I imagine the Bush administration would have tried to play up the connection to AQ, since the brothers allegedly learned bomb making techniques from an online tutorial on one of their sites. That way, they could have defined him as an “enemy combatant”, and not have to worry about any of those pesky barriers demanded by citizens.

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  7. I don’t see how spending 30 seconds reading someone their rights does anything but make things better … even in a situation where there may be another bomb out there. Those who think we shouldn’t give the rights in those situations are basically saying “Let’s torture the truth out of them first” and that just never happens.

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    • Okay. Well you know I don’t support torture, not only because it doesn’t work but because it’s WRONG (funny how somebody morality by Batman, Superman and Captain America can understand that better than some so-called Christians). However, no reading someones Miranda rights is not equivalent to torturing then nor does it imply that you’re going to torture them. It’s basically not reminding them that they don’t have to answer question while there’s a possibility that they m ay have life and death information that they might disclose. Obviously in this case nobody really cares about getting a confession from the guy. He’s on videotape planting the bomb. As evidence, that trumps a confession.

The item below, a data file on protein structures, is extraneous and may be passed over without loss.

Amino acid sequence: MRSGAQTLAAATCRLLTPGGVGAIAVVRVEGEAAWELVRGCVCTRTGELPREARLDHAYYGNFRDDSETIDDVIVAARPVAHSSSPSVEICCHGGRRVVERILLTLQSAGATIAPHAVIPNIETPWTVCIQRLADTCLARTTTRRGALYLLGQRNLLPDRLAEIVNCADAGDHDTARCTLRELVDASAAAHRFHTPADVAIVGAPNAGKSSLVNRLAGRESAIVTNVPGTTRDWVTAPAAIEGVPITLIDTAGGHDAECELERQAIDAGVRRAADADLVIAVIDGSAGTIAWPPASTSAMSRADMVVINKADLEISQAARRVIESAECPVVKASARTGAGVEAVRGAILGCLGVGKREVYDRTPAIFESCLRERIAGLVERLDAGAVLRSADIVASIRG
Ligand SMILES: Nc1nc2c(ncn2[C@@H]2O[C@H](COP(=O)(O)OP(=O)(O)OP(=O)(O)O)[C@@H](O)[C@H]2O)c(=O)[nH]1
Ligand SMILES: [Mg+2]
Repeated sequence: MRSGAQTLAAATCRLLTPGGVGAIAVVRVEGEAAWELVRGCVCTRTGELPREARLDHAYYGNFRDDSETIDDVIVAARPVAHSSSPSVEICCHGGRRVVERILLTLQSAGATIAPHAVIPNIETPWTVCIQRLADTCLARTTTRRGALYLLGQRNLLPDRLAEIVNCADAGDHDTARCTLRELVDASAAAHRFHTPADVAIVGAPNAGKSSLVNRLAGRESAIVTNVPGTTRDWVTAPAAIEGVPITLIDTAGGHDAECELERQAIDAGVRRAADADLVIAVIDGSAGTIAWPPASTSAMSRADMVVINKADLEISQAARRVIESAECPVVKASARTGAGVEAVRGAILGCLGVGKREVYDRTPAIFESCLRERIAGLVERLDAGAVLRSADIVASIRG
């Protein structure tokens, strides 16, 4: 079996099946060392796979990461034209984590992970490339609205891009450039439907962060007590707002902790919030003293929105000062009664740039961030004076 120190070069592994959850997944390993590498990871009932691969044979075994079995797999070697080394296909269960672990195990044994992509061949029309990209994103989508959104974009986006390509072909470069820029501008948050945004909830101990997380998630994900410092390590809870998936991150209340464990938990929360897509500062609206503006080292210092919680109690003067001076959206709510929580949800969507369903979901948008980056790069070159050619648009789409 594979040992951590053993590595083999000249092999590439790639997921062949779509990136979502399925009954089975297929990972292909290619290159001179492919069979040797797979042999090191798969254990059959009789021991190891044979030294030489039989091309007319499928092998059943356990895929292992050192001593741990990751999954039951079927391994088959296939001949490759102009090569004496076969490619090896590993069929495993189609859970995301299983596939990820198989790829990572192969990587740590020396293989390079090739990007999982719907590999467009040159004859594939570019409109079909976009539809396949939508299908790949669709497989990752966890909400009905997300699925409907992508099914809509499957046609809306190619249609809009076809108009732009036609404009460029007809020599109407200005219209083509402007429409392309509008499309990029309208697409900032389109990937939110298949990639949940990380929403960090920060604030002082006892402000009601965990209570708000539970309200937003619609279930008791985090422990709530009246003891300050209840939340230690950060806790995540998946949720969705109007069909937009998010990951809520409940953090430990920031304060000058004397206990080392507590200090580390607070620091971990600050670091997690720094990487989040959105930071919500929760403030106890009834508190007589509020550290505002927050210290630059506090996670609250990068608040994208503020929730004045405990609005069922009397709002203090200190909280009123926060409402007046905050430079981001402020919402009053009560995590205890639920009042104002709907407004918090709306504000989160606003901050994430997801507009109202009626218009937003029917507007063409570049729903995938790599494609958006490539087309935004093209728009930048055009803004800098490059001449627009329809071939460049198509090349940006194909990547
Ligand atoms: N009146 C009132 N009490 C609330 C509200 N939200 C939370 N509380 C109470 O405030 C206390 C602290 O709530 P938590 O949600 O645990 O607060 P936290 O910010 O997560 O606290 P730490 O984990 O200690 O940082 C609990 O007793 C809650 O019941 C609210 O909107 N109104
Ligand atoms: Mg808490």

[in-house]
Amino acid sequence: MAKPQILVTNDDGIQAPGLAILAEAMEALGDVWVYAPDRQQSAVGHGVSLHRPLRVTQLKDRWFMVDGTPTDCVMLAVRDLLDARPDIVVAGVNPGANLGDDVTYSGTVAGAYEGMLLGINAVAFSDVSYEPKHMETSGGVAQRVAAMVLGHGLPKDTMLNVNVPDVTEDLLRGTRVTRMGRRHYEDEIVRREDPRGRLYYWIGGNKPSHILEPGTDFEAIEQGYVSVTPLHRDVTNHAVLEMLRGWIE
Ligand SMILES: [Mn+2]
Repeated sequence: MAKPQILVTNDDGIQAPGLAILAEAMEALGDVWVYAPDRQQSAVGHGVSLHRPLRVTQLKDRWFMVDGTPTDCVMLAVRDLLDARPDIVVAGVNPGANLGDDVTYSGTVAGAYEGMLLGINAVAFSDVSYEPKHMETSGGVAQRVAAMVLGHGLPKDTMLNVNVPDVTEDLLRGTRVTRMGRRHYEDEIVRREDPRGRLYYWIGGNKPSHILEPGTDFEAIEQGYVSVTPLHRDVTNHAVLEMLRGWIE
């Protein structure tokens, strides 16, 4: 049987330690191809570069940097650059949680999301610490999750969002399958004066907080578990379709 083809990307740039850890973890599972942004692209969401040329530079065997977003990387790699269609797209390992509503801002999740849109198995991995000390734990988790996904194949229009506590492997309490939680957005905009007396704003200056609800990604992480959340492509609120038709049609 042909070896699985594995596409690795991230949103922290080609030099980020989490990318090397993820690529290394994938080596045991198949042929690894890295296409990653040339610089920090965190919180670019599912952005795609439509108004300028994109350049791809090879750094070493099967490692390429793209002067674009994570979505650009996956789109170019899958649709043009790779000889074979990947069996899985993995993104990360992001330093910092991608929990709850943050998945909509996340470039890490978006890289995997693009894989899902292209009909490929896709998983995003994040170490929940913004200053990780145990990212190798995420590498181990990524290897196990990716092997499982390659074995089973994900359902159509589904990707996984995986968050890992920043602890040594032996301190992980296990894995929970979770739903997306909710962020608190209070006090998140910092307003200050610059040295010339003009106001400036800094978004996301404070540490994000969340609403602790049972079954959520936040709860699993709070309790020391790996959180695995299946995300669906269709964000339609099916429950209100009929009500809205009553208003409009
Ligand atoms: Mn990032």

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  8. I don’t think torture should be considered acceptable under any circumstances.

    I do like the perspectives that come to your blog. After some more research, I see how there really is no reason to delay reading Miranda rights.